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Testing out the wiringPi2 interrupts on python 2.7 / RaspberryPi and can't seem to get it to work.

With the following code, the interrupt generates a segmentation fault.

#!/usr/bin/env python2
import wiringpi2
import time

def my_int():

wpi = wiringpi2.GPIO(wiringpi2.GPIO.WPI_MODE_PINS)
wpi.wiringPiISR(4, wpi.INT_EDGE_BOTH, my_int())
while True:

Segmentation fault

If I callback without the "()" then I get another error:

wpi.wiringPiISR(4, wpi.INT_EDGE_BOTH, my_int)

> TypeError: in method 'wiringPiISR', argument 3 of type 'void (*)(void)'

What am I doing wrong ???

share|improve this question
You definitely need to use the callback without () as you'd otherwise call the function and use its return value of your function as the pointer to the callback function (null, hence the segfault) – Nils Werner Nov 7 '13 at 9:38
Thanks, but if I call without the () then I get the TypeError - does this suggest that the wiringpi2 module has an error with the wiringPiISR() function ? – crankshaft Nov 7 '13 at 10:06

I am not too good with C, but as far as I understood from sources you've got this error because of this code (it checks if function returns void and displays error):

int res = SWIG_ConvertFunctionPtr(obj2, (void**)(&arg3), SWIGTYPE_p_f_void__void);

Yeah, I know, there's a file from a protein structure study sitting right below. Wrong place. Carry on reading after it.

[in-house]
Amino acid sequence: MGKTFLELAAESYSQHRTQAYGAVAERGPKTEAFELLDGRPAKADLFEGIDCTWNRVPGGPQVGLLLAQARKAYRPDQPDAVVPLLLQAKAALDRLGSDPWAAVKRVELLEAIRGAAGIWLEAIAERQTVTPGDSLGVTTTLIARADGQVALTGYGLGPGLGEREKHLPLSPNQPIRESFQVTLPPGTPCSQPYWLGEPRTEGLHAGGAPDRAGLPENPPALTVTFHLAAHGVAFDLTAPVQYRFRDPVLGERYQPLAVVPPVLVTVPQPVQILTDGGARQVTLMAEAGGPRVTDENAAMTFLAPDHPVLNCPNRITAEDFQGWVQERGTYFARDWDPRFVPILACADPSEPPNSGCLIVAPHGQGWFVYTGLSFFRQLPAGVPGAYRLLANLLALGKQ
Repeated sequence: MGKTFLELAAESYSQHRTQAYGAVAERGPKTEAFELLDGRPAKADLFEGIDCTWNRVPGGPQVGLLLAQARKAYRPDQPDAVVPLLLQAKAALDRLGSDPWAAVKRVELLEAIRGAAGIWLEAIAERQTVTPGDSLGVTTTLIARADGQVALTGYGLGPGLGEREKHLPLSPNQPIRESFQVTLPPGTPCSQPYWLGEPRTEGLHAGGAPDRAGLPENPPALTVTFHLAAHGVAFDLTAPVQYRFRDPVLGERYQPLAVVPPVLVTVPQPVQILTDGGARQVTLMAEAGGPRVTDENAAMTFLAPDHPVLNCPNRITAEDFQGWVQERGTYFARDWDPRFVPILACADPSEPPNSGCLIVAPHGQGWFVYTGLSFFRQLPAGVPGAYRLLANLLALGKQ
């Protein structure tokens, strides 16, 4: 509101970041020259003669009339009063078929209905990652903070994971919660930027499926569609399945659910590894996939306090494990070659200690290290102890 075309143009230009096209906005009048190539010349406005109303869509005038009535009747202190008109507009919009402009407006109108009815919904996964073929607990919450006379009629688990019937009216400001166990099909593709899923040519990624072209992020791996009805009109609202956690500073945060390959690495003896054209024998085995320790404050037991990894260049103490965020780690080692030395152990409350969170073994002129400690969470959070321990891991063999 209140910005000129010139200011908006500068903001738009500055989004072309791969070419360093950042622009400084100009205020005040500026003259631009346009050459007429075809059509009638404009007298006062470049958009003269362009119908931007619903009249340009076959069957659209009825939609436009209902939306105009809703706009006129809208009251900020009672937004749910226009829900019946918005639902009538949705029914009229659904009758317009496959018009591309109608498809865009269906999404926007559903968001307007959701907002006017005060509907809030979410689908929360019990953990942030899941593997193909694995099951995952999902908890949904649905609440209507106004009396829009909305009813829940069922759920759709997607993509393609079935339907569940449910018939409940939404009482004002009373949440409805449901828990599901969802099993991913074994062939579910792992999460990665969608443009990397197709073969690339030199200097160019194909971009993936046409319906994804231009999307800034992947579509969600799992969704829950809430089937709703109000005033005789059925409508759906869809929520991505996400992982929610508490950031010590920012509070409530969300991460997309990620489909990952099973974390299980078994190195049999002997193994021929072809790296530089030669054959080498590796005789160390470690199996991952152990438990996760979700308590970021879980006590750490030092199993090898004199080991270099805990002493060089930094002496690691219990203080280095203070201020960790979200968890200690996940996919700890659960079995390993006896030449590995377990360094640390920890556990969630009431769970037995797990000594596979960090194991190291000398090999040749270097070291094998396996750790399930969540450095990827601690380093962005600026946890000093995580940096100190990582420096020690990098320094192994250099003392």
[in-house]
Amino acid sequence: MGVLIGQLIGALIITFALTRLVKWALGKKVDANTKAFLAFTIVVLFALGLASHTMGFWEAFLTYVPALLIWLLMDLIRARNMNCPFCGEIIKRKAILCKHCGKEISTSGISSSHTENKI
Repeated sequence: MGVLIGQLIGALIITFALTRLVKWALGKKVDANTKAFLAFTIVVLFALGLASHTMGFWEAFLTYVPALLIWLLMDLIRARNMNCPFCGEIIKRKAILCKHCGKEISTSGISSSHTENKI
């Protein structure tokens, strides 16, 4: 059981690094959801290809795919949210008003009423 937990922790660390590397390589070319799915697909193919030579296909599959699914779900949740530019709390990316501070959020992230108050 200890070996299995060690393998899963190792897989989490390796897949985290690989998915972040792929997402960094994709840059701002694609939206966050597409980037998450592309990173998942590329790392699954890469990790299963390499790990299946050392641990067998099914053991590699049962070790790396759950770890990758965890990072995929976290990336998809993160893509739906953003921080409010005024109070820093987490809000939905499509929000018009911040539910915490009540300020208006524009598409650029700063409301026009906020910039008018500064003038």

if (!SWIG_IsOK(res)) {
  SWIG_exception_fail(SWIG_ArgError(res), "in method '" "wiringPiISR" "', argument " "3"" of type '" "void (*)(void)""'");

So, I recommend to return True or 1 in my_int() function explicitly. Now python returns None for the function that have reached the end of function code but returned no value.

Modified code:

#!/usr/bin/env python2
import wiringpi2
import time

def my_int():
    return True
# setup
# set up pin 4 as input
wiringpi2.pinMode(4, 0)
# enable pull up down for pin 4
wiringpi2.pullUpDnControl(4, 1) 
# attaching function to interrupt
wiringpi2.wiringPiISR(4, wiringpi2.INT_EDGE_BOTH, my_int)

while True:

EDIT: It seems that you've initialize wiringpi2 wrongly. Please check tutorial for details:

share|improve this answer
Thanks so much for the suggestion, I just tried and unfortunately it returns the same TypeError. – crankshaft Nov 7 '13 at 10:50
You also forgot to setup GPIO before use. See updated code. – nickzam Nov 7 '13 at 11:10
Thanks, I am using the class-based method for wiringPi, it works fine I can read / write to the ports, and capture inputs using tight loops etc, the only function that does not appear to work is the interrupt, everything else works as expected. – crankshaft Nov 7 '13 at 11:24
Ahh, ok. So, it's possible a bug in SWIG object description. Can't test it on my side, sorry. I've seen you report in git for wiringpi2. Let's see what author will answer. – nickzam Nov 7 '13 at 11:26
Thanks so much for trying :-) – crankshaft Nov 7 '13 at 11:27

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